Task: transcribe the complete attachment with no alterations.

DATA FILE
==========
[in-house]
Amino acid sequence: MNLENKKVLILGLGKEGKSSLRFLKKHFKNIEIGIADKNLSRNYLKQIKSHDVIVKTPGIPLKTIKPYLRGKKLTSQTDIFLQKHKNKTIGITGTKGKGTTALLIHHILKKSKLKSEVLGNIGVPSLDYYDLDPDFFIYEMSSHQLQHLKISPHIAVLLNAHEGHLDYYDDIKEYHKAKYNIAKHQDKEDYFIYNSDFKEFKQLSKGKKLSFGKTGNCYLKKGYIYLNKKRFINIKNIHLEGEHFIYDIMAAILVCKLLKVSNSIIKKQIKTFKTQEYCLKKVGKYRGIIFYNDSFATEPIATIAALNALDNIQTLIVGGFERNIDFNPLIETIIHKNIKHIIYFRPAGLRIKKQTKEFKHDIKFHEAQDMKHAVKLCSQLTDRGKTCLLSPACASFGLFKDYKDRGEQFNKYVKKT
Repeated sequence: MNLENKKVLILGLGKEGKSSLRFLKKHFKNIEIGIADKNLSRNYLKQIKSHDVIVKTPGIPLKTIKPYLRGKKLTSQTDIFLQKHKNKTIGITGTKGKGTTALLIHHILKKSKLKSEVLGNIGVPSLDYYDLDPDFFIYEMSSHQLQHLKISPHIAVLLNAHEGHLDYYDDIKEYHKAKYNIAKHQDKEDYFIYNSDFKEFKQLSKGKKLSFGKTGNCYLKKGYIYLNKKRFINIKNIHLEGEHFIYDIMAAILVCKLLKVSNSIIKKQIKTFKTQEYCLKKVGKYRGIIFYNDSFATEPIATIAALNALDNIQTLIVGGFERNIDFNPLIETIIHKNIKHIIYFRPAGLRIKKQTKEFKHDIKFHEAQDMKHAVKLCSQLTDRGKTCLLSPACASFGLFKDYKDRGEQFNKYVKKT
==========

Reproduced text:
[in-house]
Amino acid sequence: MNLENKKVLILGLGKEGKSSLRFLKKHFKNIEIGIADKNLSRNYLKQIKSHDVIVKTPGIPLKTIKPYLRGKKLTSQTDIFLQKHKNKTIGITGTKGKGTTALLIHHILKKSKLKSEVLGNIGVPSLDYYDLDPDFFIYEMSSHQLQHLKISPHIAVLLNAHEGHLDYYDDIKEYHKAKYNIAKHQDKEDYFIYNSDFKEFKQLSKGKKLSFGKTGNCYLKKGYIYLNKKRFINIKNIHLEGEHFIYDIMAAILVCKLLKVSNSIIKKQIKTFKTQEYCLKKVGKYRGIIFYNDSFATEPIATIAALNALDNIQTLIVGGFERNIDFNPLIETIIHKNIKHIIYFRPAGLRIKKQTKEFKHDIKFHEAQDMKHAVKLCSQLTDRGKTCLLSPACASFGLFKDYKDRGEQFNKYVKKT
Repeated sequence: MNLENKKVLILGLGKEGKSSLRFLKKHFKNIEIGIADKNLSRNYLKQIKSHDVIVKTPGIPLKTIKPYLRGKKLTSQTDIFLQKHKNKTIGITGTKGKGTTALLIHHILKKSKLKSEVLGNIGVPSLDYYDLDPDFFIYEMSSHQLQHLKISPHIAVLLNAHEGHLDYYDDIKEYHKAKYNIAKHQDKEDYFIYNSDFKEFKQLSKGKKLSFGKTGNCYLKKGYIYLNKKRFINIKNIHLEGEHFIYDIMAAILVCKLLKVSNSIIKKQIKTFKTQEYCLKKVGKYRGIIFYNDSFATEPIATIAALNALDNIQTLIVGGFERNIDFNPLIETIIHKNIKHIIYFRPAGLRIKKQTKEFKHDIKFHEAQDMKHAVKLCSQLTDRGKTCLLSPACASFGLFKDYKDRGEQFNKYVKKT